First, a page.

University Seminar classes are unnecessary, redundant and should no longer be required for incoming freshman students.
University Seminar is a required class for incoming freshman and transfer students with less than 15 college credit hours. The class is worth one credit hour and works with the PACE program to help ease the transition from high school to college. Although the goals are commendable, the class itself is excessive and a waste of time.
The University Seminar class helps Bobcats become familiar with resources available on campus, but this is something students can and should learn to do themselves on their own time. For those students who are completely new to college, I can see how this class could be viewed positively. However, students coming to college are adults and as such, should take responsibility for learning to do things on their own. For students who have already taken college courses while in high school, this class becomes tiresome and worthless.
An entire class dedicated to being successful in college is unnecessary. The transition from a high school to college atmosphere can be disorienting and hard for some students. However, programs such as Paws Preview and New Student Orientation are more than enough to ease these issues. These sessions are required in addition to university seminar for freshman and transfer students, and, like the one-credit class, help new students navigate Texas State.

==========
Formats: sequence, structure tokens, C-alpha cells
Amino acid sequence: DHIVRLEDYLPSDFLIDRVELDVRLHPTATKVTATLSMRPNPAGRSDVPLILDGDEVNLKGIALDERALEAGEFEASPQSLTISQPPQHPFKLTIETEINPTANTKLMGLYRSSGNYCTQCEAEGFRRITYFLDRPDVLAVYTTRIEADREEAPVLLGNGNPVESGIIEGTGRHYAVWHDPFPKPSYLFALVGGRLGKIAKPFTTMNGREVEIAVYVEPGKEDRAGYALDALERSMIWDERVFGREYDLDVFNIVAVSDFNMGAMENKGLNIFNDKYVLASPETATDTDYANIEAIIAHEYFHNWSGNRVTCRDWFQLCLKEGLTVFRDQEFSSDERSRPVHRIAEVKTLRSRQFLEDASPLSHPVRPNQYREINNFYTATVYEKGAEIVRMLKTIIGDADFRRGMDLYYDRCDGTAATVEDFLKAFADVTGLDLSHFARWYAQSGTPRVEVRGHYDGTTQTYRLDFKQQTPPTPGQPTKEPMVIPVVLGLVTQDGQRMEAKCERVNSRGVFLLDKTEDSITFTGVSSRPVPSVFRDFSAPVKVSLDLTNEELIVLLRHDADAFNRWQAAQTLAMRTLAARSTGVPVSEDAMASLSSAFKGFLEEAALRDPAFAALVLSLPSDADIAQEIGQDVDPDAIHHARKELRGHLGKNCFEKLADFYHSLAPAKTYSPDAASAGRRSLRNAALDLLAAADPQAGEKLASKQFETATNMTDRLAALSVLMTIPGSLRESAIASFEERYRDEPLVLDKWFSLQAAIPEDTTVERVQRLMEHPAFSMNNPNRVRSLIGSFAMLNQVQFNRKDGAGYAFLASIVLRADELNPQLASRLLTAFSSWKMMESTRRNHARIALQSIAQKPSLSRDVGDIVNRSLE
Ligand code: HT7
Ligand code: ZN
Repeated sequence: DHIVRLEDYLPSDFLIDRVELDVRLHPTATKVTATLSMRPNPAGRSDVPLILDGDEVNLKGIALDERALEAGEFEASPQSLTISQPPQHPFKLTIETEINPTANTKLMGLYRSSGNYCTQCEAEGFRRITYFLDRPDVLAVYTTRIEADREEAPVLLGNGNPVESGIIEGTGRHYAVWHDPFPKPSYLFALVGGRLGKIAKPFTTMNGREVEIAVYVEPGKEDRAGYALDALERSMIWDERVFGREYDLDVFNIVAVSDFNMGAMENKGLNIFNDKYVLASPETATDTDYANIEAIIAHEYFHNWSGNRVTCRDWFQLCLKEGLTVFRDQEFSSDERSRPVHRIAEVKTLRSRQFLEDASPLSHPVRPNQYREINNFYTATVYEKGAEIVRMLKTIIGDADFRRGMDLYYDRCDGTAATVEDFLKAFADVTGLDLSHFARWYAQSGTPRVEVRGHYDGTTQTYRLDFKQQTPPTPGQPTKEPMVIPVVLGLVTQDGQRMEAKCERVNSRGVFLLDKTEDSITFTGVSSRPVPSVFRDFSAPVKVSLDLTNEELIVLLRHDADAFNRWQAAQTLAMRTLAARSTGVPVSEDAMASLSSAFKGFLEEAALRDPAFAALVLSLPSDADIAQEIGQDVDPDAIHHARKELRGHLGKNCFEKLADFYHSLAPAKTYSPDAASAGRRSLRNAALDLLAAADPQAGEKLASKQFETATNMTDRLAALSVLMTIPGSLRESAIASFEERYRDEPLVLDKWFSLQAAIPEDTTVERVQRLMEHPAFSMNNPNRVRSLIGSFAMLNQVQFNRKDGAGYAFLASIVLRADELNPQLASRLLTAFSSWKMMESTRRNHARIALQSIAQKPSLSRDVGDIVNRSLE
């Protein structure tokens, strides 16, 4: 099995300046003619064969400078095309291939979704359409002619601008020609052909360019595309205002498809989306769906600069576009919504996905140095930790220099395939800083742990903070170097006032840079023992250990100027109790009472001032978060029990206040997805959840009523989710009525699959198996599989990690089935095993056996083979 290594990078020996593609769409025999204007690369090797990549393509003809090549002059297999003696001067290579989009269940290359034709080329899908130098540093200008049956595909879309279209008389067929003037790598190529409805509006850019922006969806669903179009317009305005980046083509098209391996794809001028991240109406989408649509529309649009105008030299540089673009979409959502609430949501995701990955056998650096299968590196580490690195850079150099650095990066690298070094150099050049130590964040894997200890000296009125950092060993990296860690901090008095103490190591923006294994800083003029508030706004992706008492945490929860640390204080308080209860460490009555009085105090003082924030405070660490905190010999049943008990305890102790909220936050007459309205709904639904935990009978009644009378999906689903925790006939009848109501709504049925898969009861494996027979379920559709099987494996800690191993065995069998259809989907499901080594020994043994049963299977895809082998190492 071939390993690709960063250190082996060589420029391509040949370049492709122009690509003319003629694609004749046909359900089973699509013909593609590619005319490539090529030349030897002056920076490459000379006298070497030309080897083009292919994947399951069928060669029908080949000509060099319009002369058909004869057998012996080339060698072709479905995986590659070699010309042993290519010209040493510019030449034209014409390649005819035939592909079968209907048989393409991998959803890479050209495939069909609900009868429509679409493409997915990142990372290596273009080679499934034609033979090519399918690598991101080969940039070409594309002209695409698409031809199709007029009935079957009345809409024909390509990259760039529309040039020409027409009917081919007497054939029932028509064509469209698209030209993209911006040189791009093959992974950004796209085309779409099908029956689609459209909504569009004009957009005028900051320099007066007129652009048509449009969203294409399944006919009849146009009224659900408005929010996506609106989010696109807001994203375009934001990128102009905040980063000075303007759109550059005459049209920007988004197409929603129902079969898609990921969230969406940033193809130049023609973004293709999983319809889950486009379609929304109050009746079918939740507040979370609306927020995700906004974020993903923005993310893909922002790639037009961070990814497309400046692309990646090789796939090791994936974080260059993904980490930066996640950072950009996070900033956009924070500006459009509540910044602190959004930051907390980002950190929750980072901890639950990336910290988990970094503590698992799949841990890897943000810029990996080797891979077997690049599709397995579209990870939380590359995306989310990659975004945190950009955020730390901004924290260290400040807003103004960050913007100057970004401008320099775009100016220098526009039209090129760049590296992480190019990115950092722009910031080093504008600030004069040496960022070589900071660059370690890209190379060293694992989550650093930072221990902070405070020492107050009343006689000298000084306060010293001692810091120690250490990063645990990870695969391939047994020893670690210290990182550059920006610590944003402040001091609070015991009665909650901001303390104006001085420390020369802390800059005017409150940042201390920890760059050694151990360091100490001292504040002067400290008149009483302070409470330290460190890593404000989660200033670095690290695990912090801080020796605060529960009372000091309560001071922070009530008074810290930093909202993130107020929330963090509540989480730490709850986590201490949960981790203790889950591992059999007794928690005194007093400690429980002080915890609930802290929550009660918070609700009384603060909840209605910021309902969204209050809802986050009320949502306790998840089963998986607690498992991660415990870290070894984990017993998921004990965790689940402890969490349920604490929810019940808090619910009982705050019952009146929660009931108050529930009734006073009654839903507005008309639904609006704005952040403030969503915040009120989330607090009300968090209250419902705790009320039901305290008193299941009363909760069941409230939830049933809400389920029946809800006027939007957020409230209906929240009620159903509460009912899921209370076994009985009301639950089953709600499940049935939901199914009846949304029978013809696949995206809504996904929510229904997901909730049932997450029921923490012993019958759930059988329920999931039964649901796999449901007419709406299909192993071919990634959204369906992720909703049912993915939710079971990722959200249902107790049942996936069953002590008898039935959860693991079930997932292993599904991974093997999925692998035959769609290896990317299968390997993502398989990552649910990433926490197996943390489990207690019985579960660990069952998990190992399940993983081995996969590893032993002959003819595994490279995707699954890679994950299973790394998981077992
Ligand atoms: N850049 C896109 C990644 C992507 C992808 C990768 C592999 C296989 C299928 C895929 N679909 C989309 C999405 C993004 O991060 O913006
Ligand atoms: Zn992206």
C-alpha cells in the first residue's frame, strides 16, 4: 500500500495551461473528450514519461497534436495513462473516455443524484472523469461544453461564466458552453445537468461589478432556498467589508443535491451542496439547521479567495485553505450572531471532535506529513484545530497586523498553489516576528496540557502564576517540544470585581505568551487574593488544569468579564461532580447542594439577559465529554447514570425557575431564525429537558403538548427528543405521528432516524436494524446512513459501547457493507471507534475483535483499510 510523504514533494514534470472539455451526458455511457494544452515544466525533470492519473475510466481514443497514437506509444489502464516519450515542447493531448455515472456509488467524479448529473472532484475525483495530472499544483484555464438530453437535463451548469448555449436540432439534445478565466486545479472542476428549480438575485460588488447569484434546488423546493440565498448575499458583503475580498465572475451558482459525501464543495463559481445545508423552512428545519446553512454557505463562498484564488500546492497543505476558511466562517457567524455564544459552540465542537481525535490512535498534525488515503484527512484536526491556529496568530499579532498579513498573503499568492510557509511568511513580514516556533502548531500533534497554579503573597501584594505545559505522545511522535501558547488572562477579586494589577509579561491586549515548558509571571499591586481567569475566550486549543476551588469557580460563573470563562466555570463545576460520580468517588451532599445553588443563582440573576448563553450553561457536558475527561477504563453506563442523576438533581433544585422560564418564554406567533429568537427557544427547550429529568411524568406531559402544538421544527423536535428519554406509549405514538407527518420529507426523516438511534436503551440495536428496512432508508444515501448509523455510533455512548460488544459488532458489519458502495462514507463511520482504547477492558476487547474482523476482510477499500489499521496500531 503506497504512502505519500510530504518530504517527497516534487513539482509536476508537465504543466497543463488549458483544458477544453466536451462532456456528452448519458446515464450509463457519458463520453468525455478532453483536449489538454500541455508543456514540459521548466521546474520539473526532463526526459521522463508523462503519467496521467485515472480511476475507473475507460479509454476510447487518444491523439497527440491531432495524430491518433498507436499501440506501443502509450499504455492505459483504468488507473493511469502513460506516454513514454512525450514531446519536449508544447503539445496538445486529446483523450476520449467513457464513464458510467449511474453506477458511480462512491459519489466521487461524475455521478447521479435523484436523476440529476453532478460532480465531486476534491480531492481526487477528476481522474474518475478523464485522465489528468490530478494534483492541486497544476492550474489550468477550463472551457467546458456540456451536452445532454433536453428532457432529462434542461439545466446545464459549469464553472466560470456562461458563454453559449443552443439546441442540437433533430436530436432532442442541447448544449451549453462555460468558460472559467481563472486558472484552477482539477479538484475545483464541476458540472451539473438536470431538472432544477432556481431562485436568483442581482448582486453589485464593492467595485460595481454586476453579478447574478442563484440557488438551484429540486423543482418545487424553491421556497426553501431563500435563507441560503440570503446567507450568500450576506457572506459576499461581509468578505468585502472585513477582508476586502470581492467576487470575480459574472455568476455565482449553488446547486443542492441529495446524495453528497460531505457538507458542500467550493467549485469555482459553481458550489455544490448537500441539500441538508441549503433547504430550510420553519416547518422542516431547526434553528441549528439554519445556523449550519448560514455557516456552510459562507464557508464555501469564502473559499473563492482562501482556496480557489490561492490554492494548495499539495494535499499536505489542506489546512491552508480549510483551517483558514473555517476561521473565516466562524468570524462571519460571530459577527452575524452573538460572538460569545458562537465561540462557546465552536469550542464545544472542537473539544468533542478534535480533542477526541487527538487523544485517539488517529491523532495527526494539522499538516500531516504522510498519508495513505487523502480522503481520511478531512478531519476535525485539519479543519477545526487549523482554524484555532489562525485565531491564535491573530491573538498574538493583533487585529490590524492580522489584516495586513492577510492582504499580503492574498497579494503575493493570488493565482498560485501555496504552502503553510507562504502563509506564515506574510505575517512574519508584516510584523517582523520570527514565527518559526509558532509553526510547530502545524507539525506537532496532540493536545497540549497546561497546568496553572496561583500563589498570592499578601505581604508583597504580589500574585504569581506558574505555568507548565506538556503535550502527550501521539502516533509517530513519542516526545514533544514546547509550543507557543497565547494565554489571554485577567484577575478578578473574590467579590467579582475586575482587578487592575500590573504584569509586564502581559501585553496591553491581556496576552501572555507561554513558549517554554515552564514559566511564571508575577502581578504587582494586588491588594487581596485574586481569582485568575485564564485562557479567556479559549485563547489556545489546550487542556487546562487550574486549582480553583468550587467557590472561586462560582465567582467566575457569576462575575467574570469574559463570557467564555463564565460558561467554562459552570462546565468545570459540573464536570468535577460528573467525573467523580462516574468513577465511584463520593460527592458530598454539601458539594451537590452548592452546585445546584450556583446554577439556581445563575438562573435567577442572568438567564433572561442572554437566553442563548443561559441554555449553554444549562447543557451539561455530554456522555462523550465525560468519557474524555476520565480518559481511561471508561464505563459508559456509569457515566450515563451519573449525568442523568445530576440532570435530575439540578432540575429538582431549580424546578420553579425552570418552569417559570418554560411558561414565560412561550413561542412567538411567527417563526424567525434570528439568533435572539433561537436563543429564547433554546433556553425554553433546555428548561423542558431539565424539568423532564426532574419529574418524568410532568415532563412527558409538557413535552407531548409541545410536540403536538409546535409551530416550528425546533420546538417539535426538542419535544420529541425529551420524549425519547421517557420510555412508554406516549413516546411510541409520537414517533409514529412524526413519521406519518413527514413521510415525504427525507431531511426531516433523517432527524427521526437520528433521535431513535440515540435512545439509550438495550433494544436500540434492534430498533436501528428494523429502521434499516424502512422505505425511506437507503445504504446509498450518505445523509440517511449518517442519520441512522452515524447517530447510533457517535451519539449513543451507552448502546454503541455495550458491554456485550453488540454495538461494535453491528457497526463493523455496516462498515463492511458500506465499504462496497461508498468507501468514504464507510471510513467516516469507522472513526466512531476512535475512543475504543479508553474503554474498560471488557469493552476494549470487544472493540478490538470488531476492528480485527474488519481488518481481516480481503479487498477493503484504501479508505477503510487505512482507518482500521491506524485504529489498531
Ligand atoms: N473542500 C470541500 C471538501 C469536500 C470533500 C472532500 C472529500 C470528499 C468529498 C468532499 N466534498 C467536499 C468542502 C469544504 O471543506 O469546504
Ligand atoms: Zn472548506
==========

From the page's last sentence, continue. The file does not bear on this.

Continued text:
University Seminar is basically Paws Preview and New Student Orientation combined and spread over the course of a semester. I found Paws Preview and New Student Orientation necessary and helpful, but learning repeatedly of how to register for classes or about campus resources in University Seminar is overkill.
Aside from learning to be a college student, University Seminar incorporates information about that year’s common experience theme. The common experience is a topic that is explored throughout the year. While I believe this year’s common experience of mental health is important, it should be explored in voluntary workshops and lectures instead of examined intently in a mandatory class.
Although University Seminar is only one hour, students need to focus on classes that are actually a part of either their core curriculum or major. Students should not have to worry about a class as trivial as this one.
University Seminar classes force students to attend lectures and social events—yet another thing students should do of their own free will. This may be beneficial in that it helps students become aware of what is going on around campus and interact with their peers. However, forcing students to attend such events is a step too far.
Furthermore, students are required to pay for University Seminar classes out of pocket. Paying for a class that teaches you to be a college student is a colossal waste of money. The majority of the class curriculum should have either been taught to students in high school or picked up on their own.
University Seminar is a waste of student time, money and energy. The class should be eliminated altogether or at least only offered as an option to students who choose to take it.